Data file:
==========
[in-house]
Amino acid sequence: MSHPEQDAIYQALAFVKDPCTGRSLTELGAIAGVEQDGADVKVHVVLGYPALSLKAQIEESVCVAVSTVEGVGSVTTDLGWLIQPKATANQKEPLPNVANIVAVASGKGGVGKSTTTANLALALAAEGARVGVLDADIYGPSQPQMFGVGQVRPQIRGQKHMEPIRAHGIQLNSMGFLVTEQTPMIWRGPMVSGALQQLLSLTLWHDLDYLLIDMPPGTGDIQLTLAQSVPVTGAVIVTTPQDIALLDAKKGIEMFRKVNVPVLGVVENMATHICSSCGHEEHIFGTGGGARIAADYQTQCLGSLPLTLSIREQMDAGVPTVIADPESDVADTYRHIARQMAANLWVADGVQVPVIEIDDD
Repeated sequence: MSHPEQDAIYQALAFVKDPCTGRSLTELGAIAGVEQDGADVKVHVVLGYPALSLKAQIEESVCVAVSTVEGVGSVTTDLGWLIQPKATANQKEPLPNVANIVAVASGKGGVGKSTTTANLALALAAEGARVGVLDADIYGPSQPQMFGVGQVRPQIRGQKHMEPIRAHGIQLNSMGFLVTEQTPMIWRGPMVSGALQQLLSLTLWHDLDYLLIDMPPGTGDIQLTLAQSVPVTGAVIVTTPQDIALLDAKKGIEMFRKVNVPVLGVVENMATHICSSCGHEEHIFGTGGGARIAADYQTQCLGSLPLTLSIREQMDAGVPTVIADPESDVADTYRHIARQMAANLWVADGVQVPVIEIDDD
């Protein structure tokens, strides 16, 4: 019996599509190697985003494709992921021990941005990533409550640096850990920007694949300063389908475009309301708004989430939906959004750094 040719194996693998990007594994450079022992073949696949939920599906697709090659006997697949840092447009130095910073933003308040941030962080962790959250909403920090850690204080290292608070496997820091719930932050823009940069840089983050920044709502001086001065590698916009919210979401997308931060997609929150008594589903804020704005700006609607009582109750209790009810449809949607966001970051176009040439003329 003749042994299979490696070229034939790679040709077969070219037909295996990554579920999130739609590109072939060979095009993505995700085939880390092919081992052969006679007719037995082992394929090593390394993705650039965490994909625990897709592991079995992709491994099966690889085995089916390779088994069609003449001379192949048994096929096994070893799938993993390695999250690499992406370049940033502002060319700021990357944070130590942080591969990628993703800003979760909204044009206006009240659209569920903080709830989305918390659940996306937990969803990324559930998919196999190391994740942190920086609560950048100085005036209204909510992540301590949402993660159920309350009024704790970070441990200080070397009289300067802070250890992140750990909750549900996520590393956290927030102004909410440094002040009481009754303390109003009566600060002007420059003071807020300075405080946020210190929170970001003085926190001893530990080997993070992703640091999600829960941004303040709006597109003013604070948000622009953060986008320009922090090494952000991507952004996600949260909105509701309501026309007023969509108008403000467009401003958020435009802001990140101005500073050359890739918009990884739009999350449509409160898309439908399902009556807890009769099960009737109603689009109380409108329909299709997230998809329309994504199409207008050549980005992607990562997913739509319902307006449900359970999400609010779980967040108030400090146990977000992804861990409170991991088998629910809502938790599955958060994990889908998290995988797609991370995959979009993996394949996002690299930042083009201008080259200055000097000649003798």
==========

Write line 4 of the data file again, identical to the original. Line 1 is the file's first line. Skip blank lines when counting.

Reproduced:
């Protein structure tokens, strides 16, 4: 019996599509190697985003494709992921021990941005990533409550640096850990920007694949300063389908475009309301708004989430939906959004750094 040719194996693998990007594994450079022992073949696949939920599906697709090659006997697949840092447009130095910073933003308040941030962080962790959250909403920090850690204080290292608070496997820091719930932050823009940069840089983050920044709502001086001065590698916009919210979401997308931060997609929150008594589903804020704005700006609607009582109750209790009810449809949607966001970051176009040439003329 003749042994299979490696070229034939790679040709077969070219037909295996990554579920999130739609590109072939060979095009993505995700085939880390092919081992052969006679007719037995082992394929090593390394993705650039965490994909625990897709592991079995992709491994099966690889085995089916390779088994069609003449001379192949048994096929096994070893799938993993390695999250690499992406370049940033502002060319700021990357944070130590942080591969990628993703800003979760909204044009206006009240659209569920903080709830989305918390659940996306937990969803990324559930998919196999190391994740942190920086609560950048100085005036209204909510992540301590949402993660159920309350009024704790970070441990200080070397009289300067802070250890992140750990909750549900996520590393956290927030102004909410440094002040009481009754303390109003009566600060002007420059003071807020300075405080946020210190929170970001003085926190001893530990080997993070992703640091999600829960941004303040709006597109003013604070948000622009953060986008320009922090090494952000991507952004996600949260909105509701309501026309007023969509108008403000467009401003958020435009802001990140101005500073050359890739918009990884739009999350449509409160898309439908399902009556807890009769099960009737109603689009109380409108329909299709997230998809329309994504199409207008050549980005992607990562997913739509319902307006449900359970999400609010779980967040108030400090146990977000992804861990409170991991088998629910809502938790599955958060994990889908998290995988797609991370995959979009993996394949996002690299930042083009201008080259200055000097000649003798």